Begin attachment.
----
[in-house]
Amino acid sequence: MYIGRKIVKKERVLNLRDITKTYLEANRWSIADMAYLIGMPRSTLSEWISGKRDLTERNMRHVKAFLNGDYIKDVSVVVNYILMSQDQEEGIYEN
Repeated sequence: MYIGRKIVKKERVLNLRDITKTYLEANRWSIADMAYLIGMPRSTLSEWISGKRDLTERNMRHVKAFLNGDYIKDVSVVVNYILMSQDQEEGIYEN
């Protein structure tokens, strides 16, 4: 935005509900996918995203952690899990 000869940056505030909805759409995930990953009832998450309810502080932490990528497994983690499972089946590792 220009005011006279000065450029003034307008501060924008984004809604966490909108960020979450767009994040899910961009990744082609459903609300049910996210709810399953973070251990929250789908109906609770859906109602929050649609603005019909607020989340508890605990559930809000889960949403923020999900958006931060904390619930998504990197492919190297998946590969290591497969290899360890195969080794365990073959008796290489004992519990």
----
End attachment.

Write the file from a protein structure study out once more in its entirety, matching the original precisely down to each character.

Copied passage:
[in-house]
Amino acid sequence: MYIGRKIVKKERVLNLRDITKTYLEANRWSIADMAYLIGMPRSTLSEWISGKRDLTERNMRHVKAFLNGDYIKDVSVVVNYILMSQDQEEGIYEN
Repeated sequence: MYIGRKIVKKERVLNLRDITKTYLEANRWSIADMAYLIGMPRSTLSEWISGKRDLTERNMRHVKAFLNGDYIKDVSVVVNYILMSQDQEEGIYEN
């Protein structure tokens, strides 16, 4: 935005509900996918995203952690899990 000869940056505030909805759409995930990953009832998450309810502080932490990528497994983690499972089946590792 220009005011006279000065450029003034307008501060924008984004809604966490909108960020979450767009994040899910961009990744082609459903609300049910996210709810399953973070251990929250789908109906609770859906109602929050649609603005019909607020989340508890605990559930809000889960949403923020999900958006931060904390619930998504990197492919190297998946590969290591497969290899360890195969080794365990073959008796290489004992519990």